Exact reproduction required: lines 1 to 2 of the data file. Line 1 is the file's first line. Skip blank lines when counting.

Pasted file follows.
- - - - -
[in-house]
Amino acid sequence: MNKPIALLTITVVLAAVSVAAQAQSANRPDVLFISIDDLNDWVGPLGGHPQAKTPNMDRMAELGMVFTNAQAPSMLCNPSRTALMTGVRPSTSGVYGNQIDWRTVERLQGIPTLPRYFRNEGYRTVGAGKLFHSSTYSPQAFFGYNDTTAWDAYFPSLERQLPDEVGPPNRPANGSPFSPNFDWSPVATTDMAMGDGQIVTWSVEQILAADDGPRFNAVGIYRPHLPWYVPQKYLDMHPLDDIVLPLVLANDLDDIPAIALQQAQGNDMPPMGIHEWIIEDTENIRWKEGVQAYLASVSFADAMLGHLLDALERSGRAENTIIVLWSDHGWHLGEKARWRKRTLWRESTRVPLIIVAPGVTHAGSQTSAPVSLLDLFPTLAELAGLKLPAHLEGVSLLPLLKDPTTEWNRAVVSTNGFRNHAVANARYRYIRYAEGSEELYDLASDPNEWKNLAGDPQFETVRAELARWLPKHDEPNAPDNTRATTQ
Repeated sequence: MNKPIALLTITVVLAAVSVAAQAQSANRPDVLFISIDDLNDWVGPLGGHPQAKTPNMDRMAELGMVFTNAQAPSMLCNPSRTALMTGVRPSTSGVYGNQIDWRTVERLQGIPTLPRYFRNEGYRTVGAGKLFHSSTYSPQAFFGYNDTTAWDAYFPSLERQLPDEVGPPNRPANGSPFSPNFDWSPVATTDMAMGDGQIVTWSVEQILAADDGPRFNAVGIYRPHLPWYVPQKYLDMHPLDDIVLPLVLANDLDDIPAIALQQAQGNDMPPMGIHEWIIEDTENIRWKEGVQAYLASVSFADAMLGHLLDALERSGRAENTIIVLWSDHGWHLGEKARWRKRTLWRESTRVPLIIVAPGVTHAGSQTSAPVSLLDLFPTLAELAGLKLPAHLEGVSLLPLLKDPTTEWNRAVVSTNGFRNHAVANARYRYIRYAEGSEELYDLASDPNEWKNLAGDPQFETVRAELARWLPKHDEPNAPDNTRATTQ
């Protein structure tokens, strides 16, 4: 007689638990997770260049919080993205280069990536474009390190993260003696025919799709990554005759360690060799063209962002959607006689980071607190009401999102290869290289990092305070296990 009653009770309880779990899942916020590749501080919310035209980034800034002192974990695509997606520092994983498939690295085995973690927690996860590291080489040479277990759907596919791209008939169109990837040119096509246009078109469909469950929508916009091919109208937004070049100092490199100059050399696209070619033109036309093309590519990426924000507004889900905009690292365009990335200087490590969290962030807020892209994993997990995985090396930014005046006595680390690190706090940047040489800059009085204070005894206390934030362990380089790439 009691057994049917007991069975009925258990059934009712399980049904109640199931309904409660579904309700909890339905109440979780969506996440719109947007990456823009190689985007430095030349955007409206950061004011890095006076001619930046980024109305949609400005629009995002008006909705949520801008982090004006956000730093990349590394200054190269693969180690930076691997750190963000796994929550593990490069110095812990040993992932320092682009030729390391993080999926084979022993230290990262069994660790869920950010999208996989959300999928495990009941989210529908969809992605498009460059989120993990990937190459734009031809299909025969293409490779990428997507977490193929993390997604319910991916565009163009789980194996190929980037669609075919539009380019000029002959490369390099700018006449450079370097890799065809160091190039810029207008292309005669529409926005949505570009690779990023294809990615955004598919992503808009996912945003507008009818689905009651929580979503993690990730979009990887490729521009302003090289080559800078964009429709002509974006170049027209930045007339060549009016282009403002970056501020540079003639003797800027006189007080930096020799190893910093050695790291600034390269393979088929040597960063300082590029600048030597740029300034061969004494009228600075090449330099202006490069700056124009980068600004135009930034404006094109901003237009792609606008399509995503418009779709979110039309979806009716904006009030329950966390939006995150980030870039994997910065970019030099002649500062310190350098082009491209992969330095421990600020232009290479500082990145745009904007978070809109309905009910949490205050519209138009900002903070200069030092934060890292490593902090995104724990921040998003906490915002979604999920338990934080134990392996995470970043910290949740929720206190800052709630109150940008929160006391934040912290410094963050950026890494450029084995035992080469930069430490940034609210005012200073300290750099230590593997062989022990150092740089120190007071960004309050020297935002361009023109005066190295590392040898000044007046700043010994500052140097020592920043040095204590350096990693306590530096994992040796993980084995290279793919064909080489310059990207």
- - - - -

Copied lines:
[in-house]
Amino acid sequence: MNKPIALLTITVVLAAVSVAAQAQSANRPDVLFISIDDLNDWVGPLGGHPQAKTPNMDRMAELGMVFTNAQAPSMLCNPSRTALMTGVRPSTSGVYGNQIDWRTVERLQGIPTLPRYFRNEGYRTVGAGKLFHSSTYSPQAFFGYNDTTAWDAYFPSLERQLPDEVGPPNRPANGSPFSPNFDWSPVATTDMAMGDGQIVTWSVEQILAADDGPRFNAVGIYRPHLPWYVPQKYLDMHPLDDIVLPLVLANDLDDIPAIALQQAQGNDMPPMGIHEWIIEDTENIRWKEGVQAYLASVSFADAMLGHLLDALERSGRAENTIIVLWSDHGWHLGEKARWRKRTLWRESTRVPLIIVAPGVTHAGSQTSAPVSLLDLFPTLAELAGLKLPAHLEGVSLLPLLKDPTTEWNRAVVSTNGFRNHAVANARYRYIRYAEGSEELYDLASDPNEWKNLAGDPQFETVRAELARWLPKHDEPNAPDNTRATTQ